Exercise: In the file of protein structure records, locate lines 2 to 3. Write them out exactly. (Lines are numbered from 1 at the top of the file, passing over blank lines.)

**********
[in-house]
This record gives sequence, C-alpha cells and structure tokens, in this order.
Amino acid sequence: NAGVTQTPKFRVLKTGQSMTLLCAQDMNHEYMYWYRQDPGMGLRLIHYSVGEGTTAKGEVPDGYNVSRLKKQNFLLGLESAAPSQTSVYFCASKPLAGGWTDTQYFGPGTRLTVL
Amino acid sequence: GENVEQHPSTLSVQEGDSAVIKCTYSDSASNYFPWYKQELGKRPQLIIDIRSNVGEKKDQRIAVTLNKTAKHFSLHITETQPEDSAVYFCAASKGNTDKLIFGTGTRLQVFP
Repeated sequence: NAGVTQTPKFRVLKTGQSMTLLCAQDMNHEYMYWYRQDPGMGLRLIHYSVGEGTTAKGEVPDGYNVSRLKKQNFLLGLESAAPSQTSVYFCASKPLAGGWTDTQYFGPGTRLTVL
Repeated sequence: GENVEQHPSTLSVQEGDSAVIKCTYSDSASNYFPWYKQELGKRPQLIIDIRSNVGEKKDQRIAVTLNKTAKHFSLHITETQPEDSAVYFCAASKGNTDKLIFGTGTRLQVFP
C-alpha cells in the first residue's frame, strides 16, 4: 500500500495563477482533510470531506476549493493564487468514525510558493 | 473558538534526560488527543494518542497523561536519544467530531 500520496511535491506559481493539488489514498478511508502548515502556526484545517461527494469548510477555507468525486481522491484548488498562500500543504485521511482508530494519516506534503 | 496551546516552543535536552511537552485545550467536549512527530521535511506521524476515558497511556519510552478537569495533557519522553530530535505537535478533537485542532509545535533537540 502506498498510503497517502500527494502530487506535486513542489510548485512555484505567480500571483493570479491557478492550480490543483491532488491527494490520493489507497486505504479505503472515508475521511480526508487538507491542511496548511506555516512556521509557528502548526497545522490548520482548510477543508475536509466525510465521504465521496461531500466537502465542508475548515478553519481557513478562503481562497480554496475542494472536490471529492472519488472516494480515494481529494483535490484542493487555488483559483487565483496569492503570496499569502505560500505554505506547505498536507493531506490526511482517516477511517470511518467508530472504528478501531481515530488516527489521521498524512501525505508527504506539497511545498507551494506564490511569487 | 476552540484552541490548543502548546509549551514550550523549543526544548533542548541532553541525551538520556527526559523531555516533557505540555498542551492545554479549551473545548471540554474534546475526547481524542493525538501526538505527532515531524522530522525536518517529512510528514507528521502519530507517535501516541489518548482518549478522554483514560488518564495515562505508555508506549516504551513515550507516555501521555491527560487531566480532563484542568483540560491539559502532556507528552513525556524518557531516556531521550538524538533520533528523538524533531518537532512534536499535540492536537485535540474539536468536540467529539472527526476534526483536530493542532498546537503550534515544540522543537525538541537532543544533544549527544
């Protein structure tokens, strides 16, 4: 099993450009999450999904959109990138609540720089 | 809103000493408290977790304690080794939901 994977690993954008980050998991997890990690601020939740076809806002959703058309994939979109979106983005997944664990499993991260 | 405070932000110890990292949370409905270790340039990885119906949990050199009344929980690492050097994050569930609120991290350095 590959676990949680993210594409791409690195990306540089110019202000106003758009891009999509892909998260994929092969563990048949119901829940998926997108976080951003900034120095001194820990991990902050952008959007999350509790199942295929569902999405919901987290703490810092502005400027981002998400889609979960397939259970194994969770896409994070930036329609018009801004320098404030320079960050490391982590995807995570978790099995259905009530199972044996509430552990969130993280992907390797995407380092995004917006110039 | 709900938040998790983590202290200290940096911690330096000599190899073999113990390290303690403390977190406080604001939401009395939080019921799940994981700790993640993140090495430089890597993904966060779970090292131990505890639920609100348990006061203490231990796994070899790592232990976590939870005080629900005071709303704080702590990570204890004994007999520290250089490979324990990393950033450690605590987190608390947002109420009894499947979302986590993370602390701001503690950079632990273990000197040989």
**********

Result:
This record gives sequence, C-alpha cells and structure tokens, in this order.
Amino acid sequence: NAGVTQTPKFRVLKTGQSMTLLCAQDMNHEYMYWYRQDPGMGLRLIHYSVGEGTTAKGEVPDGYNVSRLKKQNFLLGLESAAPSQTSVYFCASKPLAGGWTDTQYFGPGTRLTVL